Category Archives: Experience

Missed Diagnoses: What to Do When You Think Your Vet Is Missing Something

Missed Diagnoses: What to Do When You Think Your Vet Is Missing Something

By Jennifer Coates   Originally Posted on December 18, 2017 at 09:08PM via


You know your pet best, but your veterinarian has more expertise when it comes to medicine. So what are pet parents supposed to do when they have a sneaking suspicion that their veterinarian has missed something? The answer: communication. In other words, talk to your vet!

Veterinarians are only human. As much as we hate to admit it, we can overlook things and make mistakes. Good vets understand this and are open to being questioned, but there’s a right way and a wrong way to approach this conversation. Here are three recommendations for talking about the possibility of a misdiagnosis or treatment error with your vet.

Attitude Matters

If you want your veterinarian to be open to acknowledging that they could be wrong, you should be willing to concede the same thing. Perhaps the vet has made a mistake, but something else might be going on, too. Your pet’s case may be especially difficult, require advanced testing, or they could be having an unusual response to treatment…the list of potential complications is almost endless. Go into the conversation with an open mind. You and your veterinarian are a team who can provide the best care for your pet when you work together.

That said, don’t be afraid of offending your veterinarian. Any doctor who can’t handle questions from an owner who obviously has their pet’s best interests at heart isn’t worth worrying about (or returning to).

Be Prepared

Your veterinarian is going to want to know what it is about your pet’s situation that makes you think that they have missed something. Come prepared with a list of symptoms that worry you. Maybe something has changed or you’ve remembered something since the last time you spoke. Be sure to bring that up. Admit that you have consulted Dr. Google (We know you have. We do it too when it comes to our own health.) and bring up any conditions that you are specifically concerned about.

Don’t expect all of your questions to be answered on the phone. There is a very good chance that your vet will need to examine your pet and perhaps even run some new tests. A pet’s condition can change rapidly, so what might not have been evident initially could be readily apparent at a recheck.

Go with Your Gut

If after all of this you are still worried about your pet’s care, it’s time for a second opinion. Ask your veterinarian if they think a referral to a specialist is in order, or if you’d rather not have that conversation, you can schedule an appointment for a second opinion yourself. Just make sure that you provide a complete copy of all your pet’s medical records so the new veterinarian is up-to-date on the testing and treatment that has already taken place.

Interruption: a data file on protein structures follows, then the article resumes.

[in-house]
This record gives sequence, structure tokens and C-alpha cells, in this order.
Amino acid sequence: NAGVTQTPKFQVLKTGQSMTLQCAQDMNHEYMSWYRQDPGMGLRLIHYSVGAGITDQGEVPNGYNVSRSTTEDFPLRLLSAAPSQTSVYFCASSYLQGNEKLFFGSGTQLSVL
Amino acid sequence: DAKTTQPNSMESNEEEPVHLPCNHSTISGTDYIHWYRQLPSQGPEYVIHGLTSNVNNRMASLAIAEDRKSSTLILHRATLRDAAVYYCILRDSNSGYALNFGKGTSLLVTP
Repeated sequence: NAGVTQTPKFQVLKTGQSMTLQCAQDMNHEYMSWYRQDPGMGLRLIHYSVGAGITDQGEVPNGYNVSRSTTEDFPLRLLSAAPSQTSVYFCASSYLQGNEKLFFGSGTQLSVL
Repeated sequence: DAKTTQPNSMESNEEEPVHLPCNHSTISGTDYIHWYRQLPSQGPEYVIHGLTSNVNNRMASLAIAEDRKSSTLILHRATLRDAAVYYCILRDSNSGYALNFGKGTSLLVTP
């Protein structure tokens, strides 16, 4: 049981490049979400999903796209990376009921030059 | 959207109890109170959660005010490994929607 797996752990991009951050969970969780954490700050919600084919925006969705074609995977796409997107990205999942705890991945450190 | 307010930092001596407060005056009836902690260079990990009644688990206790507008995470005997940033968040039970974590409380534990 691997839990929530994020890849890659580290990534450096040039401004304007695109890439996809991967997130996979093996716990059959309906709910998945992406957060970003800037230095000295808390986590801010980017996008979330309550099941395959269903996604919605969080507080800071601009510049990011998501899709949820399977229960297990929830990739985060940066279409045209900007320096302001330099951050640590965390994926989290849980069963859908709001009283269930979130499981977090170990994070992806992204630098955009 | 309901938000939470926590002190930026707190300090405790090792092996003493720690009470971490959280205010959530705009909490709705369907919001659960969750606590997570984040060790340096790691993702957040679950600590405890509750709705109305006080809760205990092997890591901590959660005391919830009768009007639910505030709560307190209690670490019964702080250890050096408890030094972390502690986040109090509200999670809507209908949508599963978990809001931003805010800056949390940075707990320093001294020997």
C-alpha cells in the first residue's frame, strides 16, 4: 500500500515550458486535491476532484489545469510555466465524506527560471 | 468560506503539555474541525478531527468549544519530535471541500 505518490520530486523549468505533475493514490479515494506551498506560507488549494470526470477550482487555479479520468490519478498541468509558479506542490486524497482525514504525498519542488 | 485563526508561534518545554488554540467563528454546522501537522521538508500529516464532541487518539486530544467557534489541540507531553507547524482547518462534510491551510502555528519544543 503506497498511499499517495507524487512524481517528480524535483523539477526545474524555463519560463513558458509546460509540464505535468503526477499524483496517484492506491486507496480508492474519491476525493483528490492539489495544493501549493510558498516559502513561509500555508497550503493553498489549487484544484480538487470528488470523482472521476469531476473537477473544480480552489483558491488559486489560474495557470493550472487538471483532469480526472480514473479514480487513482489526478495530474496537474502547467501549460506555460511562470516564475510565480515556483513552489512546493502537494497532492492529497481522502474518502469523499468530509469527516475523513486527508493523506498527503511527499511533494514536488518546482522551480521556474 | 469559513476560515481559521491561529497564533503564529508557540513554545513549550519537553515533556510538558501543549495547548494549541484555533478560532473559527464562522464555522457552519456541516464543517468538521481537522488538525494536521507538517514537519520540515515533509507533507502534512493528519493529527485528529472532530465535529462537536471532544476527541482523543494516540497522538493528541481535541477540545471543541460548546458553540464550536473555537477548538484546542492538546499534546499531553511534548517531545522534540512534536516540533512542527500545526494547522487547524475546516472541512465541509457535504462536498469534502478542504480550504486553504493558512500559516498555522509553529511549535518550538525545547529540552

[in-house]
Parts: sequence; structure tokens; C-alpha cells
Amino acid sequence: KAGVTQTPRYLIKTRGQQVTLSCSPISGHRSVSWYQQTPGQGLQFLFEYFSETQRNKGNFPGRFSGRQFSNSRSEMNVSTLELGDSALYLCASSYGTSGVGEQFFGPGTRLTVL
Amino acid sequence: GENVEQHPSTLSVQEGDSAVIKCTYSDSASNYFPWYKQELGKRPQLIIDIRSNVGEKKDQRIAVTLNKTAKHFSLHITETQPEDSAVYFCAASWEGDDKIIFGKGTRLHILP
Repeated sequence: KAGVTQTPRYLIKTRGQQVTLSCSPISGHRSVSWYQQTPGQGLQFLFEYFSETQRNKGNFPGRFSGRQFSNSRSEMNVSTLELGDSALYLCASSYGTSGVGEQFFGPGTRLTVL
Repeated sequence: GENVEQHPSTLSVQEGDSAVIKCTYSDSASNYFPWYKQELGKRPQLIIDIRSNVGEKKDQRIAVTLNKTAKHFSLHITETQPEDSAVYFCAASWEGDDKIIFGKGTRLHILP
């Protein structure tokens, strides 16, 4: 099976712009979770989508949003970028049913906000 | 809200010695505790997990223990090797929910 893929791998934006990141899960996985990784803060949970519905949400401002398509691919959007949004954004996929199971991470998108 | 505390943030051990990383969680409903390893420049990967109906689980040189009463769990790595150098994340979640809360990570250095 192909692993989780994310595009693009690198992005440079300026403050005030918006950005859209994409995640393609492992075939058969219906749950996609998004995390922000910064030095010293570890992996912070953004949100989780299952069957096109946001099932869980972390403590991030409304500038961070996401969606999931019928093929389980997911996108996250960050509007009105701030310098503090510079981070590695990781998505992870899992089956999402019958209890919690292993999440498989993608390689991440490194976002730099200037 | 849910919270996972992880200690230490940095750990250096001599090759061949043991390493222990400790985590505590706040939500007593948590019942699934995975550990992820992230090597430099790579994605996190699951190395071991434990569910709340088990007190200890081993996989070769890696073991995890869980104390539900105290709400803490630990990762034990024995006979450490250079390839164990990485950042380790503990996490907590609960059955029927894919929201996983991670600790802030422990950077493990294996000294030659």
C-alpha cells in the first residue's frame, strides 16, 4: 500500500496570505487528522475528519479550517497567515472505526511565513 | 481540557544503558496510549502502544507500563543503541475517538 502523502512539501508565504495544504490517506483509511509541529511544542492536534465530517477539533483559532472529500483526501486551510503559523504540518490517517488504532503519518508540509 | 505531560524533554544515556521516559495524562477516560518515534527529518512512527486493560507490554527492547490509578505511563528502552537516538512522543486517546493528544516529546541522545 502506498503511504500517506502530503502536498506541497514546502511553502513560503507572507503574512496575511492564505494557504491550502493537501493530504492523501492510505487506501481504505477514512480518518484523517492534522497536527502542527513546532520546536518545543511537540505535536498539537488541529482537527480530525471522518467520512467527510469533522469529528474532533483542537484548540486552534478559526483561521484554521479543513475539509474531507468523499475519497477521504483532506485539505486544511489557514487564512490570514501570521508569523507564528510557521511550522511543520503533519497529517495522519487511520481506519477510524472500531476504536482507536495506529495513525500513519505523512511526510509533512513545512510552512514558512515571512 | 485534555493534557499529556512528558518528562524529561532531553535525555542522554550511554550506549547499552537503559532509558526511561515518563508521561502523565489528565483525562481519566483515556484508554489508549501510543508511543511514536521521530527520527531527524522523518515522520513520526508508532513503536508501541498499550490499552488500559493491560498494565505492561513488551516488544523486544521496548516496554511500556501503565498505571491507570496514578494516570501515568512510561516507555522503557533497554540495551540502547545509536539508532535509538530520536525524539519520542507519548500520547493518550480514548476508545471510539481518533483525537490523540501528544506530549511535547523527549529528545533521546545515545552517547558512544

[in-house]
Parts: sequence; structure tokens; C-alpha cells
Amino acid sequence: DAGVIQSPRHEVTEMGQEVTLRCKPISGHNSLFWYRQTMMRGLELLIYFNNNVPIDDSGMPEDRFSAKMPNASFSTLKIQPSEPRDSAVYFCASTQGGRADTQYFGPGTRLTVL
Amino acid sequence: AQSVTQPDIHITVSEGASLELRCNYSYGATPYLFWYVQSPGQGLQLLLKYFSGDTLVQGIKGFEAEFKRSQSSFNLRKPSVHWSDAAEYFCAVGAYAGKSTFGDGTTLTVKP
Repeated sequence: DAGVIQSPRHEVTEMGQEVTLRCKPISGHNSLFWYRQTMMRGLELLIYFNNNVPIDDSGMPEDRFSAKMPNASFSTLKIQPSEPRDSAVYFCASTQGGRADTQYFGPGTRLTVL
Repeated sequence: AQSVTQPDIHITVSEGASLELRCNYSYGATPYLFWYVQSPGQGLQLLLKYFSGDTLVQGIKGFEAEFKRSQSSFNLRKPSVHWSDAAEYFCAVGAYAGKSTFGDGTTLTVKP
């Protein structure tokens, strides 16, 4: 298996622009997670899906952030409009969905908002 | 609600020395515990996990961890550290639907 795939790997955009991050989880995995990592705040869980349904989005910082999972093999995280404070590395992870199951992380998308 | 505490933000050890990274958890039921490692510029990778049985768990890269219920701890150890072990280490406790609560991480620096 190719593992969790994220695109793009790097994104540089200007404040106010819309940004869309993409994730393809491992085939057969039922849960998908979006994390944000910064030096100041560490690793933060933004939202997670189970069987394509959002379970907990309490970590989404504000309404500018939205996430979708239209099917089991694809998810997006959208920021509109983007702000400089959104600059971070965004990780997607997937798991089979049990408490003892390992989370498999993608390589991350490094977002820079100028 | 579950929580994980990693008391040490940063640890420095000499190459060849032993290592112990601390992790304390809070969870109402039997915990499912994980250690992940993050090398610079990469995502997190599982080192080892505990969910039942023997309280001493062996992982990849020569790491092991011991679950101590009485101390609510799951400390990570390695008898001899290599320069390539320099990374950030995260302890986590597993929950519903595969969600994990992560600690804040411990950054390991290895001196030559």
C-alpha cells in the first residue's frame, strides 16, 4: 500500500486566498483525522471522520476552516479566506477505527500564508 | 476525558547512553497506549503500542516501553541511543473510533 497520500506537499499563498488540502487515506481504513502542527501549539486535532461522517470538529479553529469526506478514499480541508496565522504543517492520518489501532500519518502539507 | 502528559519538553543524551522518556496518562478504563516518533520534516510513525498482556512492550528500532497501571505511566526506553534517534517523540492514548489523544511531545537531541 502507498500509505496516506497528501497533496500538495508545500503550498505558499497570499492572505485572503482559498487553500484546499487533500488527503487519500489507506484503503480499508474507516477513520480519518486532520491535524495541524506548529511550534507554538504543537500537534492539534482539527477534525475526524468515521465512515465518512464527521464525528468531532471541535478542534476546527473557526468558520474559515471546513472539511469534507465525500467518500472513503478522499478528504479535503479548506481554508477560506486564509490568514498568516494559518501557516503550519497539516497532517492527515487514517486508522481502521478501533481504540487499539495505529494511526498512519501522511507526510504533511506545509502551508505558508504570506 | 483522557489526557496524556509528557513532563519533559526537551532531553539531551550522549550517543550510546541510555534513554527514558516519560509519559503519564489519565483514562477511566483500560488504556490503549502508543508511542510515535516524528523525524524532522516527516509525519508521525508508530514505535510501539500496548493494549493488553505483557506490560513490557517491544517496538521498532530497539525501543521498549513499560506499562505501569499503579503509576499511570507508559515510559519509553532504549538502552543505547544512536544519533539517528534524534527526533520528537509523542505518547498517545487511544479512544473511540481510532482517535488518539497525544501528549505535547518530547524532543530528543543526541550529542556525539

If your pet’s symptoms are vague and relatively mild, you can make an appointment with a general practitioner. Ask around or look at online reviews to find a veterinarian who seems to be a good fit. If, however, your pet’s condition is more serious, getting the services of a specialist would be best. The website includes listings for specialists who are board-certified in surgery, internal medicine, cardiology, neurology, and oncology. Other types of specialists can be found through these links:

A misdiagnosis can have serious consequences. Don’t delay in getting your pets the care they need.

Key Differences Between Classical and Operant Conditioning

Operant Conditioning versus Classical Conditioning. Service Dog Express (SDE) uses both.

Although a basic feature of operant conditioning is reinforcement, classical conditioning relies more on association between stimuli and responses. A second distinction is that much of operant conditioning is based on voluntary behavior, while classical conditioning often involves involuntary reflexive behavior. HOWEVER, although operant conditioning works extremely well, SDE NEVER supports punishment. Withholding praise is NOT the same as punishment. A very important distinction.

Check out more at: Key Differences Between Classical and Operant Conditioning

Rooting for the underdog

IT’ SUPERBOWL TIME. If you are a fan of football and like to root for the underdog check out these DOGS. At one time they were underdogs (literally). They were passed over time and time again. But the good folks at In Dog We Trust gave them a chance. With love and care these underdogs are now WINNING, they found homes, they found their callings, they won their Superbowl! Please share and while you are at it tell In Dog We Trust thanks with a Facebook LIKE or a donation. They did and are continuously doing a fantastic job!